Gotta Keep Laughing


Gotta Keep Laughing

samuel-67198_640I've been browsing this site and just came across Denise's tongue-in-cheek cheat sheets. While reading them this morning, I was laughing so hard--Denise, you totally cracked me up. If you haven't checked these out yet, it's worth the time. But I think whether or not you find them funny might depend on your current state of mind.

As it is with caregiving, at least for me, I frequently teetered from tears to hysterical laughter. That's where I have been the last couple days in dealing with my sister's frustrating situation. Maybe that is why I was laughing so hard at the cheat sheets.

It got me to thinking about a few of the situations during different times in my caregiving journey.

There was the true life "help I fell and I cannot get up" when my mother-in-law was stuck under her husband (with bone cancer) in the tiny bathroom. Luckily, she had decided to take the phone with and she called us laughing, saying they were both okay, no injuries, but "you have to come home to untangle us."

The one that still makes me laugh was when my four sisters and I were sitting on the dining room chairs surrounding my dad on the morning he died. His hospital bed had replaced the table. He wanted it located there because he would be able to see out windows in three directions and into the kitchen which was always the center of activity. This was in the new house he had built a couple years earlier, 1/4 mile down the road from the farmhouse I grew up in.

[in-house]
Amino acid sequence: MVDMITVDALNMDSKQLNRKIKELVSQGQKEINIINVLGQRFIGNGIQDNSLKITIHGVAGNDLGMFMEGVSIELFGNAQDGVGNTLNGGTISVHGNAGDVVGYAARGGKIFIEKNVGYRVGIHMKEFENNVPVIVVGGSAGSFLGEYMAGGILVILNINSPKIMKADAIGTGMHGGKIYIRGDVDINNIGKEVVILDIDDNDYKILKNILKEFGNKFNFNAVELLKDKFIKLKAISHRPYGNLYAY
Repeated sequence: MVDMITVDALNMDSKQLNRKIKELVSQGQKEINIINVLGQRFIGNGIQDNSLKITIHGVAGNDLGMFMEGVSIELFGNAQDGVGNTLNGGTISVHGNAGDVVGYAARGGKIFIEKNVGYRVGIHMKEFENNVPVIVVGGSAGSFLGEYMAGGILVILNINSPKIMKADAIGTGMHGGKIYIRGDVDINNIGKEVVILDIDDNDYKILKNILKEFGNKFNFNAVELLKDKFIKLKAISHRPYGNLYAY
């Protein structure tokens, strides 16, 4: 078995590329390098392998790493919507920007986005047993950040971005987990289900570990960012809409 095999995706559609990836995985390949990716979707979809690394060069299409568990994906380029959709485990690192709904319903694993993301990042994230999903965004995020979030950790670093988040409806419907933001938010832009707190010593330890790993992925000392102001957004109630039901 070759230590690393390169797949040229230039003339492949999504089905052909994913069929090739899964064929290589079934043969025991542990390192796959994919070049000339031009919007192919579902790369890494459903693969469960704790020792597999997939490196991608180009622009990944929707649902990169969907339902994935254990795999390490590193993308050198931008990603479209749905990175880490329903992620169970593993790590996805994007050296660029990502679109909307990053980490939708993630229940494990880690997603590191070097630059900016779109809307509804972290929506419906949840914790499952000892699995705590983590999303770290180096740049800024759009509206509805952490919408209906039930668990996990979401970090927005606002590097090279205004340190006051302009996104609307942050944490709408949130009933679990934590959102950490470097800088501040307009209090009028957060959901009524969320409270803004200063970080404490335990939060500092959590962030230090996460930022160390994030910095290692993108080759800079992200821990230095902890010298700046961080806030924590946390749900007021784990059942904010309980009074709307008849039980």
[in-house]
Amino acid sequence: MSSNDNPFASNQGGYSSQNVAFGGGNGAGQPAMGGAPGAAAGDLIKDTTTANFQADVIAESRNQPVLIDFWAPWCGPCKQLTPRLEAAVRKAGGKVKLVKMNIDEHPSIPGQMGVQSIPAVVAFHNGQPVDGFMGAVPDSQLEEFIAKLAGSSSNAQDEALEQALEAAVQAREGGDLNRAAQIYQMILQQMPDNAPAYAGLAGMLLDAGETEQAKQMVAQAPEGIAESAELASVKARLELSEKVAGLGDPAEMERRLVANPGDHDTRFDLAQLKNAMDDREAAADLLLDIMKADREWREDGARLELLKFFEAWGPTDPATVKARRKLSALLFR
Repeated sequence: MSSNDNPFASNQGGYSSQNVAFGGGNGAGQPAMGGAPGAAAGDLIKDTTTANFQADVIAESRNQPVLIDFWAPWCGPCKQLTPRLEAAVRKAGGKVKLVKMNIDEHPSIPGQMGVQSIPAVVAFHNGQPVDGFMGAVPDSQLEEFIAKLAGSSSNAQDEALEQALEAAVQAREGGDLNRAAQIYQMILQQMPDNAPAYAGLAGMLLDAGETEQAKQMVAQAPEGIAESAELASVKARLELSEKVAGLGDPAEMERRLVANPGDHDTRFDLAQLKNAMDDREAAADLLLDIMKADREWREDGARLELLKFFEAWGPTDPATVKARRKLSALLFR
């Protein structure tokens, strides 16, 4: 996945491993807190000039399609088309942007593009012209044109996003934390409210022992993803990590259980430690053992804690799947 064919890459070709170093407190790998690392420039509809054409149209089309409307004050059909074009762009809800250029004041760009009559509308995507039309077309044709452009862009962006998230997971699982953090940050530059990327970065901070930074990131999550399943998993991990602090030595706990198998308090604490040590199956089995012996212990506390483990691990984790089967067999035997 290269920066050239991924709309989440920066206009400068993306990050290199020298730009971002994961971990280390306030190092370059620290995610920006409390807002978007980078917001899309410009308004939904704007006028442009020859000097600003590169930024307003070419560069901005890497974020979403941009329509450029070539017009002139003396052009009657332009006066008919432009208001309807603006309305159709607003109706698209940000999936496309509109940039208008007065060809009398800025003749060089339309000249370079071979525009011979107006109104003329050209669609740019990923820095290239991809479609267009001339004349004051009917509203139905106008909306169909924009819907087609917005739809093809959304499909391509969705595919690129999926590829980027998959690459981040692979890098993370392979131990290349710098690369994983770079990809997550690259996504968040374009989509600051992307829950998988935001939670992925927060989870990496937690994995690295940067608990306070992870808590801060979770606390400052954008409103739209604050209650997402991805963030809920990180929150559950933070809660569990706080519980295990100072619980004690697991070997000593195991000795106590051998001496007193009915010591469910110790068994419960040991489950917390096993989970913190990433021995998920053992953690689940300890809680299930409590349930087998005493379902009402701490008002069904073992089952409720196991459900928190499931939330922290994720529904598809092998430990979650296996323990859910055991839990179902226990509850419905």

To understand my laughter, you have to know this: In the farmhouse, Dad's place at the kitchen table enabled him to see out South, East, West (and North if he stood up). Whenever a car was coming down the road, he had to look to see who it was and then there was always a comment, "Shorty must be going to ____." Everyone knew everyone and their vehicles, so if a strange vehicle drove by, that was really examined closely, including which direction it turned at the crossroad. My sisters and I would secretly make fun of dad for doing this.

So, a couple nights earlier, P (my spouse) had come for a visit. I had moved to the farm to help out with dad. P & I were driving around the very small nearby town looking at Christmas decorations. He commented how people were coming to look out the window at us driving by. It reminded me of the difference of living in a large city versus the country.

So back to the vigil around my dad's bed. We are all sitting there, weary from lack of sleep, faces red from tears, no contacts lenses and instead we all had our glasses on. One of my brother-in-laws makes a tongue-in-cheek comment about how he never realized we looked anything alike until seeing us like that. I'm starting to giggle a bit about what a sight we all were, snot, kleenex and all. Then I heard the familiar sound of tires in the gravel driveway. In unison, my four sisters turned their heads, stretching their necks around to look out to see who had driven up--the very thing we made fun of dad for doing. There I was, sitting with both feet on the edge of the chair seat, my arms wrapped around my legs and I started laughing, harder and harder, and then farted quit loudly. We all became hysterical. By then, someone else had come to the door, and it was weeks before I remembered that moment, and finally told my sisters why I was laughing to begin with.

Gotta keep laughing…… whenever we can.

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